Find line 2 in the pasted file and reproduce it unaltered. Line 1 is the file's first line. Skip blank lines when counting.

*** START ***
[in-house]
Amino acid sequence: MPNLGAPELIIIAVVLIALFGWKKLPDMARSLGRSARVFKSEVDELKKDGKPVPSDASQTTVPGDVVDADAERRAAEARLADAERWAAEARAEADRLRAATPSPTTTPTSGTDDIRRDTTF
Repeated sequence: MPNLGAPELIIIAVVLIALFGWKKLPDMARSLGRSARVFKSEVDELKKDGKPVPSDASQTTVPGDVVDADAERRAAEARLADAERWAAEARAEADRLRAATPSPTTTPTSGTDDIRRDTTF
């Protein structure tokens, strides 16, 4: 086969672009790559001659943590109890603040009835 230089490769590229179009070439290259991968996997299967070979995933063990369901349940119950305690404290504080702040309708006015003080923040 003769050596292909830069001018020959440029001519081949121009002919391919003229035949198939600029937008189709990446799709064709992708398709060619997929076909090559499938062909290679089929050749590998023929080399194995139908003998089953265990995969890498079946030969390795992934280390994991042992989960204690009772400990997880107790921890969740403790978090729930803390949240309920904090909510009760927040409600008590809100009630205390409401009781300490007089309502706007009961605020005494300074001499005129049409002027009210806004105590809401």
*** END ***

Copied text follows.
Amino acid sequence: MPNLGAPELIIIAVVLIALFGWKKLPDMARSLGRSARVFKSEVDELKKDGKPVPSDASQTTVPGDVVDADAERRAAEARLADAERWAAEARAEADRLRAATPSPTTTPTSGTDDIRRDTTF